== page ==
I woke up that morning with two thoughts:

“It’s not everyday I get to speak about my dad’s life.”

And “I can do all things through Christ who gives me strength.” (Philippians 4:13)

I realized I was wrong about the first thought. Yes, I’d only get one chance to speak about my dad’s life here on earth, but I get to speak about my heavenly Dad’s life every single day. And what I needed to say that day had to do with both. I had to honor both. I didn’t need to make it more spiritual or create a sermon. It needed to be authentic with doses of hope and laughter. I realized the words I’d say were way less important than the reasons I said them.

I couldn’t say them in my own wisdom or strength.

My dad had given me all the wisdom and strength he could while he was living. I still carry it with me.

And God continues to give me the wisdom and strength I need for every day and every situation.

On that day, I stood at the intersection where all that wisdom and strength collided.

What I said wasn’t perfect. Others could have done a better job. But that’s okay with me.

I celebrated dad’s life with the people who loved him the most. And as I looked at some of the faces in the church that day, I saw God’s love for me in the faces of people who love me. And I felt comfortably weak, because He is strong.


Pass the Baton

I had a lot of pets growing up. Dogs, cats, horses, calves…whatever I could pretend to take care of and give a name. And many of those pets died. The grief process is common on a farm. My parents tolerated a lot of memorial services. Dad dug quite a few graves and marked them with sticks, rocks, or whatever we could find at the time. He was usually the person to give the bad news about a dog that got hit by a car or a calf who was too sick to save.

He was who I called in a panic when I came home to find my dog bleeding. He suspected poison and told me he’d meet me at the vet’s office.  I was old enough to pay that bill. I had already paid a bit for the same dog who got hit by a car and had to be in a cast for a couple months. Then I left him at home with Mom and Dad when I went to graduate school.

Several months after I left home, my dog died. But Dad didn’t call me to break the news. He called my fiance (now husband). He passed the baton: “You’re the one who is going to have to start telling her tough news, so you might as well start now.” Of course, I was upset. But once I got over the initial shock, I chuckled at my dad’s passing of the baton of bad news.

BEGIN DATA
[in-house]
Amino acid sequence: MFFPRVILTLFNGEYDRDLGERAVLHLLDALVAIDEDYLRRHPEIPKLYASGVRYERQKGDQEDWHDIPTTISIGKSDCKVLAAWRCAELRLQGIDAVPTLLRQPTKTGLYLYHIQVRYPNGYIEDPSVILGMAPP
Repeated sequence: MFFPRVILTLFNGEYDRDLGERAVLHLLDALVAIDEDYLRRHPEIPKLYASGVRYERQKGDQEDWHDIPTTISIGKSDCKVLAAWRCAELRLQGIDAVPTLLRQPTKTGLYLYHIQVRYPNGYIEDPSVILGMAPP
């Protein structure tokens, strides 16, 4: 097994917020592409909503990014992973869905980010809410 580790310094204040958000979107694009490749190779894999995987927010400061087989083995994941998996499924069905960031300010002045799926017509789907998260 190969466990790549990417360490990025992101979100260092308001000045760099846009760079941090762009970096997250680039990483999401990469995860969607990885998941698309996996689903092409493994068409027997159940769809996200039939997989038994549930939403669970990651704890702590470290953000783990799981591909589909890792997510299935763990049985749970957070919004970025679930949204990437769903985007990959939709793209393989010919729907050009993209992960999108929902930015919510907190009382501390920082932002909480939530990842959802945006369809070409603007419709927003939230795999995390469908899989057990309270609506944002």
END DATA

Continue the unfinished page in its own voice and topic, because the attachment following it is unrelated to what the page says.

I wondered if he was just avoiding dealing with me yet again.

In reality, he was good at passing the baton. He was good at being an example for others, but at some point, he said, “It’s your turn.” After all, if we never let go of the baton, how will anyone else run their race? It’s not all ours to run. We help people for a moment or for an extended time, but our help changes, and we loosen our grip to encourage them to continue. We let others help us for a moment or for a long time, but their help changes, and we tighten our grip as they encourage us to continue.

Need to Know

I was excited to get into accelerated math. It meant I started high school math a year early in the eighth grade, which meant I could either take less math in high school or take one or two math courses for college credit. I was pretty sure I’d just take less math. There were so many other courses available that I wanted to take way more than math.

My dad was less than thrilled when I told him. Both my sisters had taken the same path, and he and Mom had learned some lessons through their experiences. Dad’s number one complaint: I would miss an entire unit on percentages.

“Ugh. Percentages. Why do I even need to know percentages? When will I ever use that in everyday life?”

Hasn’t every kid said that about at least one subject at some point? And it usually has something to do with not liking or not doing well in that subject.

Math wasn’t my favorite.

Mom reminded me I needed to know percentages to compare prices and figure out how much sale items would cost me. Dad started spewing all sorts of farming applications for which percentages are paramount.

He lost me. I loved living on the farm, but I wasn’t going to do all that figuring to plant and harvest.

“Can’t I just use a calculator for all that?”

Wrong answer. Dad insisted I needed to know how to find a percentage. I showed him how I could set up an equation to find it. Not good enough. He wanted me to figure it in my head.

I don’t know how we settled it. All I know is I got to take accelerated math, I still stink at percentages in my head, and anytime the topic came up, Dad acted exasperated with me, and I egged it on.

To Dad, math was practical, and he wanted me to be able to do practical things. It’s why he taught me basic tips on cars, household fixes, animal care, and so on. He called those everyday skills common sense. It wasn’t until I got older that I realized those skills are much less common than I thought.

I still try to keep my gas tank above half, because “it’s just as easy to keep it in the top half as the bottom half.”

I still carry extra gloves, hat, extra socks, and a blanket in the van during the winter, “just in case you need to stand outside or get help.”

I still go through a mental checklist of storm preparation, including making sure flashlights work, phones are charged, and any supplies I might need in an emergency are in a central location, so I don’t have to gather them later.

There are enough times when we get caught off guard. Many times, if we’re paying attention, we get some warning signs. At the very least, we can use common sense to be as prepared as possible.

It’s great advice, Dad, and it usually helps, even through this grief process. I was as prepared as I could be when you died, but it still catches me off guard at times. It’s not an easy fix, like filling up a tank of gas or changing the batteries in my flashlight. I can’t tell you the percentage of heartache I have today compared to yesterday. But I can see the possibilities of tomorrow. I can use what sense and skills I have to get through today.

Thanks for the preparation and the reminder, Dad.